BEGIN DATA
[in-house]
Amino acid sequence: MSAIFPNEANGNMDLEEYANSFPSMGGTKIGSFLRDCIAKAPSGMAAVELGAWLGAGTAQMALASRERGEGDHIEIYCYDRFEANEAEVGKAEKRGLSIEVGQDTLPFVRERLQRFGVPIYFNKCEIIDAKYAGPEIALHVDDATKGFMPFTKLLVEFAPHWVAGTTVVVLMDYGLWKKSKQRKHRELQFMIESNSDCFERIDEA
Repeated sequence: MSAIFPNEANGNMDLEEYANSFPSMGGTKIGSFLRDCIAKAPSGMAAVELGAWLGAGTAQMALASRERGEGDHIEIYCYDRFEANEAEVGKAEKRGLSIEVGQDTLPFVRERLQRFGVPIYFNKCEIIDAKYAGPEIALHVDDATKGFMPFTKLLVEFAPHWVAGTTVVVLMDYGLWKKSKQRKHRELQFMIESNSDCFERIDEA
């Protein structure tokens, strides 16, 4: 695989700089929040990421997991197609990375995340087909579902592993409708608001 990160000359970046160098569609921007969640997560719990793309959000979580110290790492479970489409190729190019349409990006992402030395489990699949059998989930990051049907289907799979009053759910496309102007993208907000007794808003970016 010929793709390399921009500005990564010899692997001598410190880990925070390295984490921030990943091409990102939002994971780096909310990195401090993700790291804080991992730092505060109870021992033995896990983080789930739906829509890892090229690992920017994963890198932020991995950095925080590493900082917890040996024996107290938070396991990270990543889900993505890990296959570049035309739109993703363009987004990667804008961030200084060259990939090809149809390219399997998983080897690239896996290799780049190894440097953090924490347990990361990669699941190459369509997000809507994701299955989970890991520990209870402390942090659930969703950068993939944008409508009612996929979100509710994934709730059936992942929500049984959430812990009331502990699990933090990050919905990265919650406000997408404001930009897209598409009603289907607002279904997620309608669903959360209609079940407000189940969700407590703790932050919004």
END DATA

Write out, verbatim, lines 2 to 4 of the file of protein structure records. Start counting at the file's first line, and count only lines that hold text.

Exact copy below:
Amino acid sequence: MSAIFPNEANGNMDLEEYANSFPSMGGTKIGSFLRDCIAKAPSGMAAVELGAWLGAGTAQMALASRERGEGDHIEIYCYDRFEANEAEVGKAEKRGLSIEVGQDTLPFVRERLQRFGVPIYFNKCEIIDAKYAGPEIALHVDDATKGFMPFTKLLVEFAPHWVAGTTVVVLMDYGLWKKSKQRKHRELQFMIESNSDCFERIDEA
Repeated sequence: MSAIFPNEANGNMDLEEYANSFPSMGGTKIGSFLRDCIAKAPSGMAAVELGAWLGAGTAQMALASRERGEGDHIEIYCYDRFEANEAEVGKAEKRGLSIEVGQDTLPFVRERLQRFGVPIYFNKCEIIDAKYAGPEIALHVDDATKGFMPFTKLLVEFAPHWVAGTTVVVLMDYGLWKKSKQRKHRELQFMIESNSDCFERIDEA
């Protein structure tokens, strides 16, 4: 695989700089929040990421997991197609990375995340087909579902592993409708608001 990160000359970046160098569609921007969640997560719990793309959000979580110290790492479970489409190729190019349409990006992402030395489990699949059998989930990051049907289907799979009053759910496309102007993208907000007794808003970016 010929793709390399921009500005990564010899692997001598410190880990925070390295984490921030990943091409990102939002994971780096909310990195401090993700790291804080991992730092505060109870021992033995896990983080789930739906829509890892090229690992920017994963890198932020991995950095925080590493900082917890040996024996107290938070396991990270990543889900993505890990296959570049035309739109993703363009987004990667804008961030200084060259990939090809149809390219399997998983080897690239896996290799780049190894440097953090924490347990990361990669699941190459369509997000809507994701299955989970890991520990209870402390942090659930969703950068993939944008409508009612996929979100509710994934709730059936992942929500049984959430812990009331502990699990933090990050919905990265919650406000997408404001930009897209598409009603289907607002279904997620309608669903959360209609079940407000189940969700407590703790932050919004």